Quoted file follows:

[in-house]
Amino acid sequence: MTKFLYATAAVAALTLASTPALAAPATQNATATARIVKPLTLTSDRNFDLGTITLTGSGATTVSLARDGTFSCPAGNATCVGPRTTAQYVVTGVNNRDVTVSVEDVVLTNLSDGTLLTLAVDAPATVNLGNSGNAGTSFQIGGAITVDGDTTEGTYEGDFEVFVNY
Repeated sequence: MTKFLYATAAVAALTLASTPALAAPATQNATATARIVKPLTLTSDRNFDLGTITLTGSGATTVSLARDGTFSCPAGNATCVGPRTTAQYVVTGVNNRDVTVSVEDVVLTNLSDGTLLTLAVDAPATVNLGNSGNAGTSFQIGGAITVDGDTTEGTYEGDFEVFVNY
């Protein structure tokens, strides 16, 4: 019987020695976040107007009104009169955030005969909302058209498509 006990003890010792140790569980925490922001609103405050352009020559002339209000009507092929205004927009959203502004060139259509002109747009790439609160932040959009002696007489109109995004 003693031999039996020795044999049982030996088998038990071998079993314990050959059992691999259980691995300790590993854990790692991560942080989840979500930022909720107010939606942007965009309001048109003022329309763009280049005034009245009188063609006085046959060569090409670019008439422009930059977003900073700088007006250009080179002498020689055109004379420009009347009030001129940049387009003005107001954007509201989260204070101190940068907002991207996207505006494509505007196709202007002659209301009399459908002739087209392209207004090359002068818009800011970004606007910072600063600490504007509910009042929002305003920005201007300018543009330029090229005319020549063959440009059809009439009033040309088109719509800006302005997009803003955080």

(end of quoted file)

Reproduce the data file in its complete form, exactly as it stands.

[in-house]
Amino acid sequence: MTKFLYATAAVAALTLASTPALAAPATQNATATARIVKPLTLTSDRNFDLGTITLTGSGATTVSLARDGTFSCPAGNATCVGPRTTAQYVVTGVNNRDVTVSVEDVVLTNLSDGTLLTLAVDAPATVNLGNSGNAGTSFQIGGAITVDGDTTEGTYEGDFEVFVNY
Repeated sequence: MTKFLYATAAVAALTLASTPALAAPATQNATATARIVKPLTLTSDRNFDLGTITLTGSGATTVSLARDGTFSCPAGNATCVGPRTTAQYVVTGVNNRDVTVSVEDVVLTNLSDGTLLTLAVDAPATVNLGNSGNAGTSFQIGGAITVDGDTTEGTYEGDFEVFVNY
């Protein structure tokens, strides 16, 4: 019987020695976040107007009104009169955030005969909302058209498509 006990003890010792140790569980925490922001609103405050352009020559002339209000009507092929205004927009959203502004060139259509002109747009790439609160932040959009002696007489109109995004 003693031999039996020795044999049982030996088998038990071998079993314990050959059992691999259980691995300790590993854990790692991560942080989840979500930022909720107010939606942007965009309001048109003022329309763009280049005034009245009188063609006085046959060569090409670019008439422009930059977003900073700088007006250009080179002498020689055109004379420009009347009030001129940049387009003005107001954007509201989260204070101190940068907002991207996207505006494509505007196709202007002659209301009399459908002739087209392209207004090359002068818009800011970004606007910072600063600490504007509910009042929002305003920005201007300018543009330029090229005319020549063959440009059809009439009033040309088109719509800006302005997009803003955080």